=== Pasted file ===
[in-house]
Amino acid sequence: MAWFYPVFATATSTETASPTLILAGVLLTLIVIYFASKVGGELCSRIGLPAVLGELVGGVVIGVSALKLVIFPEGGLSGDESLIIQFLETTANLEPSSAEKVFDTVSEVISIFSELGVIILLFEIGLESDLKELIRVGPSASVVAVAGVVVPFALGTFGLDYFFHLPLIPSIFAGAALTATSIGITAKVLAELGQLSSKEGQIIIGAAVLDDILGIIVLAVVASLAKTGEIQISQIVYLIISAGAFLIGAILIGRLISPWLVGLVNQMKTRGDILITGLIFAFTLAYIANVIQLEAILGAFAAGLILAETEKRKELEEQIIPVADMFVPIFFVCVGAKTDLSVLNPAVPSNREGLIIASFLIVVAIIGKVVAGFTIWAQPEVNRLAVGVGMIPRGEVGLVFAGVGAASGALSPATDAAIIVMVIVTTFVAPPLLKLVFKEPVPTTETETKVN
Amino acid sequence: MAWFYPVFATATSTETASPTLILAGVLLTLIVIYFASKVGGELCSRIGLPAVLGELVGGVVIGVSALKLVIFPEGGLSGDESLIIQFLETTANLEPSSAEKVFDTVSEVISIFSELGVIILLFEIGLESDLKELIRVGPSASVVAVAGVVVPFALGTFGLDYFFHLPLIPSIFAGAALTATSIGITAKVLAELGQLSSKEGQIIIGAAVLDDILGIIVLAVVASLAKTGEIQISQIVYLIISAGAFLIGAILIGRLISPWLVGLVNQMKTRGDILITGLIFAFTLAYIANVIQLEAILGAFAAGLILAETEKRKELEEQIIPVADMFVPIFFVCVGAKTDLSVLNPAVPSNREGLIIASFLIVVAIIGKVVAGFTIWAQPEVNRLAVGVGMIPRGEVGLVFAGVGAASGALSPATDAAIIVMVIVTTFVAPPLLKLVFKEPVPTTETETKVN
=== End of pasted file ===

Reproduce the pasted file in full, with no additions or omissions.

[in-house]
Amino acid sequence: MAWFYPVFATATSTETASPTLILAGVLLTLIVIYFASKVGGELCSRIGLPAVLGELVGGVVIGVSALKLVIFPEGGLSGDESLIIQFLETTANLEPSSAEKVFDTVSEVISIFSELGVIILLFEIGLESDLKELIRVGPSASVVAVAGVVVPFALGTFGLDYFFHLPLIPSIFAGAALTATSIGITAKVLAELGQLSSKEGQIIIGAAVLDDILGIIVLAVVASLAKTGEIQISQIVYLIISAGAFLIGAILIGRLISPWLVGLVNQMKTRGDILITGLIFAFTLAYIANVIQLEAILGAFAAGLILAETEKRKELEEQIIPVADMFVPIFFVCVGAKTDLSVLNPAVPSNREGLIIASFLIVVAIIGKVVAGFTIWAQPEVNRLAVGVGMIPRGEVGLVFAGVGAASGALSPATDAAIIVMVIVTTFVAPPLLKLVFKEPVPTTETETKVN
Amino acid sequence: MAWFYPVFATATSTETASPTLILAGVLLTLIVIYFASKVGGELCSRIGLPAVLGELVGGVVIGVSALKLVIFPEGGLSGDESLIIQFLETTANLEPSSAEKVFDTVSEVISIFSELGVIILLFEIGLESDLKELIRVGPSASVVAVAGVVVPFALGTFGLDYFFHLPLIPSIFAGAALTATSIGITAKVLAELGQLSSKEGQIIIGAAVLDDILGIIVLAVVASLAKTGEIQISQIVYLIISAGAFLIGAILIGRLISPWLVGLVNQMKTRGDILITGLIFAFTLAYIANVIQLEAILGAFAAGLILAETEKRKELEEQIIPVADMFVPIFFVCVGAKTDLSVLNPAVPSNREGLIIASFLIVVAIIGKVVAGFTIWAQPEVNRLAVGVGMIPRGEVGLVFAGVGAASGALSPATDAAIIVMVIVTTFVAPPLLKLVFKEPVPTTETETKVN